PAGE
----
Last comes the eyepiece. Insert it just as you did the star diagonal and tighten down. This kit comes with a high-quality 20mm eyepiece that will serve you well to look at sunspots, transits, and eclipses. But it also accepts any 1.25″ diameter eyepiece between 5mm and 32mm focal length, so you can play around with it if you have or want to buy other eyepieces.
Now, take the thing outside and get oriented! Use the solar finderscope to line it up with the sun, following the instructions in the manual. Then, look through the eyepiece and use the focusing knobs to bring the sun into focus. Finally, enjoy the splendor of the source of much of Earth’s heat and energy.
Here are my first impressions of the telescope: this thing is tiny. I’m not sure what I was expecting, since the whole thing, tripod included, easily fits in a small backpack. But the photos made it seem larger. And I’m used to my 6″ Dobsonian reflecting telescope. To me, though, this solar telescope’s small size is a plus. If you’re lugging camping gear around, or are just taking a long trip in your car to reach the eclipse, you want to travel as lightly as possible.
After questioning its size, I took the telescope outside to look through it, taking my trusty astronomy partner in crime (AKA my daughter) along. I’d looked through solar telescopes before, but never one this small. I wasn’t sure what to expect. But I looked through and saw the whole sun. A boring, featureless sun, but the entire sun, nonetheless. Was I doing something wrong? Was it out of focus? A quick check to NASA’s SOHO site to see their daily sun photos and, no, I wasn’t doing anything wrong. The sun was in focus. There just wasn’t much going on in regard to the sun’s surface on my observation day. It’s good to have confirmation of what I was (not) seeing, though. So we kept looking and enjoying seeing the sun. We can’t wait for some sunspots. The SOHO site is also a good site to check on the “weather” conditions for the sun to see if it’s worth aiming your solar telescope at it on any given day.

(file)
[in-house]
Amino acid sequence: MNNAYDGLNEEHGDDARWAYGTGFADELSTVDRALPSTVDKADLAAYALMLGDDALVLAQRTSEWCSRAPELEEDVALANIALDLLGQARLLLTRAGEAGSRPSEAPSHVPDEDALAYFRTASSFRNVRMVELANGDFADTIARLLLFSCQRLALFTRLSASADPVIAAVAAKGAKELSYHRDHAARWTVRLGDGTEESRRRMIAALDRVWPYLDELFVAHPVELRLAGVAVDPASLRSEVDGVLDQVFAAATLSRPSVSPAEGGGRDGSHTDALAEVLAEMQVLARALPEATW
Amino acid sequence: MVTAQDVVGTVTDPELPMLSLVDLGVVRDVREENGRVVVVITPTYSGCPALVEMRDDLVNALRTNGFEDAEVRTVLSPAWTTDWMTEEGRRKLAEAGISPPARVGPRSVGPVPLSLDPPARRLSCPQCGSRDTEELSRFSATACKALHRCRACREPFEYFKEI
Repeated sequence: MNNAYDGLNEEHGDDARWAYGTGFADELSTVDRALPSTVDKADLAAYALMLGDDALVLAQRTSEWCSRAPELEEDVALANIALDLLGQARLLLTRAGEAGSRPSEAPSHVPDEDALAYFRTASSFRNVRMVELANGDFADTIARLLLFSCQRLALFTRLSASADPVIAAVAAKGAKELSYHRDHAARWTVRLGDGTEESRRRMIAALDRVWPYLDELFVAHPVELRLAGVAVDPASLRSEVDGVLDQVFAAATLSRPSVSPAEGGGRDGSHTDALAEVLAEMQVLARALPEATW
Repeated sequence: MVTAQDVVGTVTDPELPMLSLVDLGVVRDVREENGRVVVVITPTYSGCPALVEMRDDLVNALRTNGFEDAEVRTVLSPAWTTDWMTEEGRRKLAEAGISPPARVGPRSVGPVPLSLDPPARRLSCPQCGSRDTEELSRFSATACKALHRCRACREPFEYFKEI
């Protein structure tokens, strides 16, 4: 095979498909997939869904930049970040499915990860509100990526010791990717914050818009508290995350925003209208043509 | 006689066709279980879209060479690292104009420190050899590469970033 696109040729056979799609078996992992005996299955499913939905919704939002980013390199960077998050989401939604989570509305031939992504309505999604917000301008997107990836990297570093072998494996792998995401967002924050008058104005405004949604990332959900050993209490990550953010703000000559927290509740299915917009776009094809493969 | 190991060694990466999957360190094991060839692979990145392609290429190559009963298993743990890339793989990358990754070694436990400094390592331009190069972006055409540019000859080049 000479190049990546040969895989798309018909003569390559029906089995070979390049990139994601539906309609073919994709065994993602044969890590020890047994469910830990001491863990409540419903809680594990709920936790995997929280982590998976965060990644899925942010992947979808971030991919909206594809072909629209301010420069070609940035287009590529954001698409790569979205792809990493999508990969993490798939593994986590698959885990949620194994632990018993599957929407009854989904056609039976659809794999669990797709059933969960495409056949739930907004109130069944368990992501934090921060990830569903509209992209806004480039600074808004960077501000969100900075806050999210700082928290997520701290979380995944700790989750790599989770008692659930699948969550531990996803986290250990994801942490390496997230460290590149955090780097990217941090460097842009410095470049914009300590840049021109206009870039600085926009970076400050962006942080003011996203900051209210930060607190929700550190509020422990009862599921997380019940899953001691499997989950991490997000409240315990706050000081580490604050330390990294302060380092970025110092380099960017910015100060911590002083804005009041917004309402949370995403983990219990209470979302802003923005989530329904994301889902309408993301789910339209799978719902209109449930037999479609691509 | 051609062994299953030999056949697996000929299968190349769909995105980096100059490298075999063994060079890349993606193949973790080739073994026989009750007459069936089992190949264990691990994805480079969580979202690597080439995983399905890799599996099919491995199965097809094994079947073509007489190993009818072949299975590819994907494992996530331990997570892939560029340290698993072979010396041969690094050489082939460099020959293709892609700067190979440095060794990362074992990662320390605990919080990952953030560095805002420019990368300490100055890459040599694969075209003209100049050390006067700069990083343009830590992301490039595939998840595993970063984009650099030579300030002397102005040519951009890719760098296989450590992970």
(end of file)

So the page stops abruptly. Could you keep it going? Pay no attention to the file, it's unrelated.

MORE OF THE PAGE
Despite its plainness, the sun looked great. It was easy to see the whole ball of fire in the field of view, but it also filled up most of the field, making it very good for eclipses. With the included eyepiece, you can’t zoom in on the sunspots or see too much detail, but if this kind of thing interests you, investing in an eyepiece with a stronger magnification would be a good next step. This one is ideal for the eclipse this August, and for every other solar eclipse and general solar study thereafter. Its $99.99 price tag puts it in the realm of a lot of science-oriented families.
Don’t forget, if you’re looking at the sun through this telescope for more than a minute or so, the sun will drift out of the field of view. Do not be alarmed. Nothing is wrong. This is merely due to the Earth’s rotation. Simply adjust the direction of the telescope and look again. #science
My daughter and I were both very happy with what we were able to see through the telescope, and I look forward to trying it again when there are some sunspots to note. We can then track them as they cross the sun. With a solar telescope this portable, it will be easy to pull it out at a moment’s notice and look whenever we want. But I’m especially looking forward to having it during this year’s eclipse, and for all future eclipses, be they total, annular, or partial. Seeing an eclipse through inexpensive eclipse glasses is very cool, but to witness the event in much more detail will be an out of this world experience.
If you want to see if a solar telescope is right for your family, the Celestron EclipSmart Travel Scope 50 is a fantastic entry scope. Or, if you just want to use it for the upcoming eclipse (or future eclipses), I also recommend it. It’s also good to have around even if you already have a larger solar telescope, to allow more people to view the sun at once. In any case, I recommend it to all science-oriented families. It’s also affordable enough for school classrooms or homeschool co-ops to all chip in and get one. Now, go do science!
Stay tuned for my article next week on how to prepare for viewing this year’s total solar eclipse!
Note: I received a sample for review purposes.